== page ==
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Ben Pugh, the editor of uniformstories.com, has compiled a series of photographs from the internet depicting little girls, teen girls, and adult women in what he terms the “evolution of the uniform-related Halloween costume.”

Tagged as “Military Humor,” the subtitle of his article was “Age x Available Fabric + Boobs = I Love Halloween.” That was on the first day it appeared online on October 9, 2014. Since then, a revised version omitting the subtitle has appeared. But the photographs remain.

The use of images of children and women dressed in costumes as police, military, and emergency service personnel is troubling on a number of levels, especially since the adult women are scantily clad and photographed in sexually suggestive poses. The images exploit and objectify and send the message that women are not legitimate figures of authority but sexual objects.

Pugh’s article is evidence of the persistence of misogynistic attitudes toward women in law enforcement and the military, even decades after women’s rights in the workplace has been legislated. I’m not sure what link, if any, Pugh has to these occupations other than his purported interest in uniforms. But his montage is evidence that women working in these occupations experience sexual harassment and sexism on an ongoing basis, both inside and outside their place of employment.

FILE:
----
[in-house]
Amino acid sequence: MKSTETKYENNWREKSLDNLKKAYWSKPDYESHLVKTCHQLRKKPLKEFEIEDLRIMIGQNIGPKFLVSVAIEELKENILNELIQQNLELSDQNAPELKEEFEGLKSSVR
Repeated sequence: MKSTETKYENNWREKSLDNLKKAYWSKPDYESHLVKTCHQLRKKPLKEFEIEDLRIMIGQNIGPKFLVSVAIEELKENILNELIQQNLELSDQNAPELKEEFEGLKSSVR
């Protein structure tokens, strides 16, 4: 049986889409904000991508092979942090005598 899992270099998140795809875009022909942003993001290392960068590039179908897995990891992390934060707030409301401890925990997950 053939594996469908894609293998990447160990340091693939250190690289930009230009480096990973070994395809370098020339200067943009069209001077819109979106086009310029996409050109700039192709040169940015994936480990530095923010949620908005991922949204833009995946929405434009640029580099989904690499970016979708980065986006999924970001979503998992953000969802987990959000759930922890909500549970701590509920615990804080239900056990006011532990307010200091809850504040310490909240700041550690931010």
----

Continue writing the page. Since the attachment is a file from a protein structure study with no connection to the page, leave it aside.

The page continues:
Pugh’s disingenuous tribute to women in uniform does nothing to honour the brave and committed women who work to serve him, his community, and his country on a daily basis. His sexist portrayal is not humourous as he insists; instead it is demeaning and disrespectful to the women who go to work every day not knowing if it will be their last.

It is very likely that one day in the future Pugh will need assistance of some kind from an emergency services worker or a police officer. I sincerely hope it’s a woman in uniform who answers his call.